A Brief History of Fatherhood
As we approach another Father’s Day, it’s once again time to reflect on the profound impact that our fathers, husbands, and sons (who are fathers of our grandchildren) have had on our lives. Archetypally, the role of the father in the family structure has long been one of strength, wisdom, and provision. However, this has looked very differently across the generations, impacted by societal norms, economic conditions, and cultural expectations. Here is a brief look at the history of fatherhood.
The Father in Hunter-Gatherer Tribes
In hunter-gatherer societies, the role of the father depended on the structure of the tribe. Archaeologists believe that fathers who spent most of their time away from the family hunting were the minority, and that actually in most tribes, fathers were present most of the time. In many cases, families hunted and foraged together: men, women, and children. In addition, many fathers were responsible for carrying babies and toddlers during the day, usually strapped to the man’s back (as it was dangerous for young ones to crawl or toddle around).
The Father in the Pre-Industrial Family
In Colonial America, families were centered around a patriarchal structure, where the father was the head of the home. This closely reflected the “Great Chain of Being” ideology of the Protestant Reformation, which viewed everything in the world as being bound by a line of authority and subordination that extended from God on down the chain. Likewise in Europe, with the advent of Christianity and later rationalism, fathers were expected to be detached leaders within the family.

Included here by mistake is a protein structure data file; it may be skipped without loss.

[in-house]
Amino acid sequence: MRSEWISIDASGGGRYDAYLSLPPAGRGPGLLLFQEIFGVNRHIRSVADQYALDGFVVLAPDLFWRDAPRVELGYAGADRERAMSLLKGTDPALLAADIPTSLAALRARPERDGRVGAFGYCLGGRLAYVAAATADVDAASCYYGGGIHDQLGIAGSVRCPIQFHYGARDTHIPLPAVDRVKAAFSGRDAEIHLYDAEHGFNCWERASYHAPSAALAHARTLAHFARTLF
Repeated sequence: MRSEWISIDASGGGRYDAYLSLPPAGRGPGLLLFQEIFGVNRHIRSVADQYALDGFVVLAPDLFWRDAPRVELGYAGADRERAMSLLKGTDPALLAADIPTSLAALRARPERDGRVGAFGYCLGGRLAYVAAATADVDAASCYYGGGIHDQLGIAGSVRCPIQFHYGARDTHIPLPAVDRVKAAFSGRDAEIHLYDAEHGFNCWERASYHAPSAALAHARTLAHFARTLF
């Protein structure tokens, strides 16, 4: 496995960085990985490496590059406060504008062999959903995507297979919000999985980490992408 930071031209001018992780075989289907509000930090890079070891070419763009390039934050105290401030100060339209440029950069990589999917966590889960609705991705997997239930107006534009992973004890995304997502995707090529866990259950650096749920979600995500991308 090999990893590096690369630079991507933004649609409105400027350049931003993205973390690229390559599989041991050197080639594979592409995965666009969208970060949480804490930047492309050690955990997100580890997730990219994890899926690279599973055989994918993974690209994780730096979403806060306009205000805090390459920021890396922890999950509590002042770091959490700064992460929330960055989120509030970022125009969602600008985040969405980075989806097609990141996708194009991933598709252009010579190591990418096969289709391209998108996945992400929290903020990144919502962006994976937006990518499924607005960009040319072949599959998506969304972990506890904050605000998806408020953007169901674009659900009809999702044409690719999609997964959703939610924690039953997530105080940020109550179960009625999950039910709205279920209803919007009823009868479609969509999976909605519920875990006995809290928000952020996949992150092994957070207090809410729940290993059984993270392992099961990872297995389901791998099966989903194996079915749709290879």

However, despite these expectations, in many cases the role of the father was much more involved. For instance, many women during these times had trades such as weaving and brewing, and there is evidence that in these cases often the care of the children went to the father, leaving the women free to work. In addition, rural life was regulated by daylight, meaning that fathers were home with the family in winter and the whole family often worked together in the summer so that year round fathers were very much available to their children.
The Father in the Industrialized World
The advent of industrialization in both Europe and North America required men to work away from the home. It was at this time that mothers became more responsible for the emotional needs of the family, with fathers’ contributions becoming primarily economic. Going into the 20th century, this trend continued, with commuting becoming part of most fathers’ lives. The trends of imperialism and two world wars meant that men leaving their families became par for the course, with many children losing their father’s altogether during this period.
The Modern Father
With the coming of the 21st century, fatherhood has once again changed considerably, with fathers more and more sharing the emotional and logistical aspects of parenthood with mothers who have become an important factor in the modern workforce. Today, men’s hobbies often reverberate around the family structure, with men more and more reaping the benefits of parenting as a rewarding complement to their careers. In some cases, fathers have become the stay at home parent, with the mother taking over the economic responsibilities for the family structure.
Over time, the role of the father has evolved and reinvented itself many times, but always the father has stood at the heart of the family. Indeed, the relationship between father and child has long had a profound impact on society and been influential in shaping the next generation of fathers and mothers.